MOUNT VERNON — Mount Vernon resident Kenesha Beheler recently spoke to students in the Big Buddies program for The Children’s Connection about her trip to India.
The buddy program works closely with elementary students at Dan Emmett, Twin Oak, Danville, Columbia, St. Vincent de Paul and Fredericktown elementary schools, where they are mentored by middle and high school students. Beheler, a reporter for the Mount Vernon News, gave a PowerPoint presentation which addressed the geography, diversity, culture, food and notable figures of Indian history. She also shared music of Hindi Pop, and passed around artifacts and souvenirs from her trip.
Sponsored by the Mount Vernon Rotary Club, Beheler was chosen as one of five members to participate in a monthlong group study exchange program through Rotary International. The GSE program sponsors young professionals between the ages of 25 to 40 to experience their vocation and the culture of another country.
“I’m really excited about sharing my experience of the beauty and wonder of India with the Big and Little Buddies,” said Beheler. “I believe the mentorship program is instrumental in uplifting our youth and encouraging them to achieve their educational goals. Having high school students communicate, motivate and support elementary students in their academics and in helping them socially adapt to a changing world is an exceptional opportunity.
“As a mentor in the community-based program, I understand the positive relationship I have on my mentee. For the last year, I’ve watched my Little Sister grow into a bright, beautiful young woman. And through this, I have been able to assist her with school work and encourage her daily life.”
Beheler said she hopes that through her presentation, students will engage in a greater understanding of diversity within the world, within America, and within Mount Vernon.
“The world is filled with so many opportunites. Children should know of its vastness and see diversity as a part of our community. Though Mount Vernon is less diverse as compared to a larger city, the community should continue to recognize and appreciate the uniqueness of being diverse,” she said.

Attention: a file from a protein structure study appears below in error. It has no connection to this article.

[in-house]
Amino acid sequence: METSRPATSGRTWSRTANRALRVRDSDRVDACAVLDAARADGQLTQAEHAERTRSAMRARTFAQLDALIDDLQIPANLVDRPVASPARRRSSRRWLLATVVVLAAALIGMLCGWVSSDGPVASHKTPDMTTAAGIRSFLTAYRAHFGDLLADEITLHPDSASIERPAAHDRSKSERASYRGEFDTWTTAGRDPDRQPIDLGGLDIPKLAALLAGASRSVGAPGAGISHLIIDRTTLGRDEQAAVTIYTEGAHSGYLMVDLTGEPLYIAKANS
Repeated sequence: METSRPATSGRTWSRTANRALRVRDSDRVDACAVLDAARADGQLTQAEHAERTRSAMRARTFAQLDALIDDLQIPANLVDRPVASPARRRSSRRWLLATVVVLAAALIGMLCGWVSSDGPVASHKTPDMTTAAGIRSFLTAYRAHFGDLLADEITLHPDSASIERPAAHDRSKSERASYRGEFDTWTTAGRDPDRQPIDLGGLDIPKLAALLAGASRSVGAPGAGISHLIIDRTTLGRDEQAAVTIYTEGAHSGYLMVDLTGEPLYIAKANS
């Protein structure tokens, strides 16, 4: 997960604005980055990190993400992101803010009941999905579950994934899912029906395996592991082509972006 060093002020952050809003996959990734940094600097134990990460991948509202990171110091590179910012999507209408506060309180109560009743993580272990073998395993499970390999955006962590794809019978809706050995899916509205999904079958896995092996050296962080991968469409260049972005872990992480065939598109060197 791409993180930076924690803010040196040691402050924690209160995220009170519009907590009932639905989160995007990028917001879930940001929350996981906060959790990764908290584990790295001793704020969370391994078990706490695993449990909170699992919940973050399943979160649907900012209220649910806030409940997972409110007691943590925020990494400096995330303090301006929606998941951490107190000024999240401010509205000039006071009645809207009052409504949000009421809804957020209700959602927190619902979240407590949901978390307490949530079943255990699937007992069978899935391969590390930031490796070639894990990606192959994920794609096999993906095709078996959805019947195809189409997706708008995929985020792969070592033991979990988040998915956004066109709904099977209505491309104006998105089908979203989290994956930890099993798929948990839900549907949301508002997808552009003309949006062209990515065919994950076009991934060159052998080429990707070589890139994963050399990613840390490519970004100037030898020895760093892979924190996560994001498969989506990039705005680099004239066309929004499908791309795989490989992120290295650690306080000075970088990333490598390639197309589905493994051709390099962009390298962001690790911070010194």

“The bond with the Big Buddies and the Little Buddies is strong. They talk about what happens during the day, have snacks together, and then spend time bonding over an arts or crafts project,” said Jerry Wolf, case manager for Danville, Twin Oak and Columbia elementary schools.
“I love the program,” said Jennifer Postlewalte, a student at Mount Vernon High School who is in her first year in the mentoring program. “It’s great to build a bond and create a trust with the little buddies.”
“I like helping them with homework. It’s so easy for me, but they enjoy having someone to help them,” said Skyler Curtin, MVHS student.
Big Buddy Sydney Bland has participated in the program for two years, and last year won an award for her project on the Big Buddies Program at the Knox County Fair. This year she won the Violet Richardson scholarship from the Soroptimists organization for her project on the Big Buddies Program.
“I love interacting with my little buddy and having new experiences,” said Bland.
“I like [the program] because they pair us up and our little buddy can have an individual tailored experience,” said Ida Earley, Knox County Career Center student.